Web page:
She went on to quote Professor AJ Brown from Griffith University who says: “It’s going to be cheaper and better if our laws put a clear onus on organisations to get it right for themselves, wherever reasonable and possible.” This is heartening for me because it is one of the key themes in my submission to the inquiry. If we are serious about protecting whistleblowers, then we must address the root cause of inferior whistleblowing outcomes. To do this, we must place the onus on organisations to create the conditions where people feel that they can (and should) speak up, and when they do so they are listened to, respected and their concerns are appropriately addressed.

This, for me, is the real opportunity here – to craft legislation that attempts to place the onus on organisations to create environments that support speaking up. This is the best way to increase the likelihood of positive whistleblowing outcomes and protect whistleblowers. And to create these environments, a formal whistleblowing program is a baseline requirement for organisations. They must have processes and procedures in place that allow them to assess attitudes towards speaking up. And when they identify areas in their organisations where people are reluctant to voice concerns, they must demonstrate that they are taking appropriate measures to address this.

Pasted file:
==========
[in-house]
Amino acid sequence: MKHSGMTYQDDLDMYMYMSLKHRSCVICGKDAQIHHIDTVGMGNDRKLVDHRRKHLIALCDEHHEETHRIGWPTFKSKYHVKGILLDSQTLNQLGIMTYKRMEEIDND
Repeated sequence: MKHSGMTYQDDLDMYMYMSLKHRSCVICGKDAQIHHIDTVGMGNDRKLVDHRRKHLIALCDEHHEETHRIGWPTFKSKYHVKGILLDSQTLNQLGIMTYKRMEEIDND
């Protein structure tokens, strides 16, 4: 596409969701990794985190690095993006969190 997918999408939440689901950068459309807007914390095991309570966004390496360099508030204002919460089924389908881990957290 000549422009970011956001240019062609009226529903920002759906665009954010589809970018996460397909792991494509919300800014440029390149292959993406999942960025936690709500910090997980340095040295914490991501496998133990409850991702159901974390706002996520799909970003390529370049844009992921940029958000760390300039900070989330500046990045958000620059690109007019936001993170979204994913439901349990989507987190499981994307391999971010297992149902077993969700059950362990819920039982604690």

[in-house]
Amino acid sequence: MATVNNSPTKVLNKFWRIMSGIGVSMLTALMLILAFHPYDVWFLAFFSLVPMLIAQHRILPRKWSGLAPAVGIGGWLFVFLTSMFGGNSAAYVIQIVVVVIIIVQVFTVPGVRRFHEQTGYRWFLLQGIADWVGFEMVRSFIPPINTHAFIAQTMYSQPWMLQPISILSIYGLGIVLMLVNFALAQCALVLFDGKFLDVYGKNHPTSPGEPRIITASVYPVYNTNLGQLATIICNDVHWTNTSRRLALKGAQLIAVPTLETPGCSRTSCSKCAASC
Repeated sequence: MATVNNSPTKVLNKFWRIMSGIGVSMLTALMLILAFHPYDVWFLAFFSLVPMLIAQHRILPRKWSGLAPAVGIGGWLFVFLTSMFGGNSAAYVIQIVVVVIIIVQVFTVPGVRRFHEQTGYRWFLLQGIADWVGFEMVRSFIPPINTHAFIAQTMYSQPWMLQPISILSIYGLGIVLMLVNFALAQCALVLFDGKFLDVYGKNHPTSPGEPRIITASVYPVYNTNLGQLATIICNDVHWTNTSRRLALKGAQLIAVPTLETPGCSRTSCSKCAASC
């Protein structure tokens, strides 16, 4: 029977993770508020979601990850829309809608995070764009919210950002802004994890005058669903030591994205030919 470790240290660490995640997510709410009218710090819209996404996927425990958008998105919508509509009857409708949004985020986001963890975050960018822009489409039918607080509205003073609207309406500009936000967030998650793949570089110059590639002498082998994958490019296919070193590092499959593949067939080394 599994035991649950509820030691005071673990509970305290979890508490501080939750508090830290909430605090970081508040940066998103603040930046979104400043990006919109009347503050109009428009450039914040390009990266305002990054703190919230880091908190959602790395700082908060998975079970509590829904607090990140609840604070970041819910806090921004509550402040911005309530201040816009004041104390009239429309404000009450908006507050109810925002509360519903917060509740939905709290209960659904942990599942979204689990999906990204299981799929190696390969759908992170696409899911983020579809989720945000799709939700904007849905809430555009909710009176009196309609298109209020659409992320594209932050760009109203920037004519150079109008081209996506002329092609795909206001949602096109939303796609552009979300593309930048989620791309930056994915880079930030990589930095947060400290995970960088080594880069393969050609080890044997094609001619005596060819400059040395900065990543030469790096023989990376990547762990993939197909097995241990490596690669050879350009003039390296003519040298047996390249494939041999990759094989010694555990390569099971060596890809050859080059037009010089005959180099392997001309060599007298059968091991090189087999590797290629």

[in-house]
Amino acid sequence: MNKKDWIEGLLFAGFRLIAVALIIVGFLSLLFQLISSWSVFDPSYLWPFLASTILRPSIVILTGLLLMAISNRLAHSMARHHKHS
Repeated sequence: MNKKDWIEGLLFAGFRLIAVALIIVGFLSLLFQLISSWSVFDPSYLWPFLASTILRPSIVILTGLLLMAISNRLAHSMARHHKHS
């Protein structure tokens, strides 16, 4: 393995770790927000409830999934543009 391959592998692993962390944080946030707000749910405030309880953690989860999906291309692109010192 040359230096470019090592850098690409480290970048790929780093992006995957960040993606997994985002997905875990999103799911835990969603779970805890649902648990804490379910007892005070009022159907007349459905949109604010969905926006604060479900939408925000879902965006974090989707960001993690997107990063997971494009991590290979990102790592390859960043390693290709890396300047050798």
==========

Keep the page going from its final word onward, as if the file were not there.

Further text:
These measures could take a variety of forms but it is not something we can design a standardised, tick-the-box compliance program for. I know that this is something that might frustrate some of the lawyers in this room. However, if we do create a checklist, you can rest assured that organisations will address the items on the checklist without addressing the underlying issues that make life difficult for whistleblowers.